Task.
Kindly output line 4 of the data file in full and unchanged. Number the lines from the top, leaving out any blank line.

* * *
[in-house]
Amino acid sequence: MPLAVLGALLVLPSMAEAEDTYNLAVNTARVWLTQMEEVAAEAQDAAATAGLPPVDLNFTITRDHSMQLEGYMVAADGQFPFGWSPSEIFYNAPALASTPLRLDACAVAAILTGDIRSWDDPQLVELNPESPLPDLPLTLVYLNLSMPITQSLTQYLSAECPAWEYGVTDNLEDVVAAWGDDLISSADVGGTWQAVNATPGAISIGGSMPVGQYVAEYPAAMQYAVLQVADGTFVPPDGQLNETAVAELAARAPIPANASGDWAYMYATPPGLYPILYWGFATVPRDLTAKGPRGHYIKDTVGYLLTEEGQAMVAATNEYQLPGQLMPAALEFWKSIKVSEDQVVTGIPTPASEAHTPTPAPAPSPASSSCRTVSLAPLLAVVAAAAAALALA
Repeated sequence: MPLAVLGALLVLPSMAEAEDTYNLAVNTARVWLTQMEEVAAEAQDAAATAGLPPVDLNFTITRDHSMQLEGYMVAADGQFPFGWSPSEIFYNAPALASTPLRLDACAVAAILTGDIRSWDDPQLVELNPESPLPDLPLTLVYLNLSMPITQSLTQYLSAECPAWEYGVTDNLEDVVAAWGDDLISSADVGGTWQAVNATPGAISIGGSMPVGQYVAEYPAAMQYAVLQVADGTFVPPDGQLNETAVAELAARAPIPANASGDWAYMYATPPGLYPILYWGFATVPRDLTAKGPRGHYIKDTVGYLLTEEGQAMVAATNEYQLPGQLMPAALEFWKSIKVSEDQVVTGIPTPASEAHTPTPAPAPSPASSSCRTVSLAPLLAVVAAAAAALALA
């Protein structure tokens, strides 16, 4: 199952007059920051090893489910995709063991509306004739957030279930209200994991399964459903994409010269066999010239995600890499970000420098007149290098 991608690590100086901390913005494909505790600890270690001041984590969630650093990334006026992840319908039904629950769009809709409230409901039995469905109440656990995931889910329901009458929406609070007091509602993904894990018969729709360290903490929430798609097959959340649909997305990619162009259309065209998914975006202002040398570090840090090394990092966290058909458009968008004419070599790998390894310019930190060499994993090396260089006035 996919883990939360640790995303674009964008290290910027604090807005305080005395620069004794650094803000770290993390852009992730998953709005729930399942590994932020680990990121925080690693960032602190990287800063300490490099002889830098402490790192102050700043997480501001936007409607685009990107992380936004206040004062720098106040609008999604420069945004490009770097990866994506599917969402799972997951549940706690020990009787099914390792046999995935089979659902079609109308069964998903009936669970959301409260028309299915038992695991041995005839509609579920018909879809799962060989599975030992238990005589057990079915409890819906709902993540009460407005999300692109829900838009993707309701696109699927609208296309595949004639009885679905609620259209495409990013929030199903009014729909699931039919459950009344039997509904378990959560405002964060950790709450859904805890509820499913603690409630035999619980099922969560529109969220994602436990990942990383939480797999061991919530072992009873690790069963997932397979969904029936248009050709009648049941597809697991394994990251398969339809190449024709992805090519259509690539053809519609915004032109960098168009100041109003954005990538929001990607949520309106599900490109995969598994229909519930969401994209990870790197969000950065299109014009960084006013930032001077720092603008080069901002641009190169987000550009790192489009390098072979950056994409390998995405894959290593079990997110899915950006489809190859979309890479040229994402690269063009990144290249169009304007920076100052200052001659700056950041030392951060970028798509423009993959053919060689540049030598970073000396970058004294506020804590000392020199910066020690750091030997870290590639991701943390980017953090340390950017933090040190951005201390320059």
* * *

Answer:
């Protein structure tokens, strides 16, 4: 199952007059920051090893489910995709063991509306004739957030279930209200994991399964459903994409010269066999010239995600890499970000420098007149290098 991608690590100086901390913005494909505790600890270690001041984590969630650093990334006026992840319908039904629950769009809709409230409901039995469905109440656990995931889910329901009458929406609070007091509602993904894990018969729709360290903490929430798609097959959340649909997305990619162009259309065209998914975006202002040398570090840090090394990092966290058909458009968008004419070599790998390894310019930190060499994993090396260089006035 996919883990939360640790995303674009964008290290910027604090807005305080005395620069004794650094803000770290993390852009992730998953709005729930399942590994932020680990990121925080690693960032602190990287800063300490490099002889830098402490790192102050700043997480501001936007409607685009990107992380936004206040004062720098106040609008999604420069945004490009770097990866994506599917969402799972997951549940706690020990009787099914390792046999995935089979659902079609109308069964998903009936669970959301409260028309299915038992695991041995005839509609579920018909879809799962060989599975030992238990005589057990079915409890819906709902993540009460407005999300692109829900838009993707309701696109699927609208296309595949004639009885679905609620259209495409990013929030199903009014729909699931039919459950009344039997509904378990959560405002964060950790709450859904805890509820499913603690409630035999619980099922969560529109969220994602436990990942990383939480797999061991919530072992009873690790069963997932397979969904029936248009050709009648049941597809697991394994990251398969339809190449024709992805090519259509690539053809519609915004032109960098168009100041109003954005990538929001990607949520309106599900490109995969598994229909519930969401994209990870790197969000950065299109014009960084006013930032001077720092603008080069901002641009190169987000550009790192489009390098072979950056994409390998995405894959290593079990997110899915950006489809190859979309890479040229994402690269063009990144290249169009304007920076100052200052001659700056950041030392951060970028798509423009993959053919060689540049030598970073000396970058004294506020804590000392020199910066020690750091030997870290590639991701943390980017953090340390950017933090040190951005201390320059």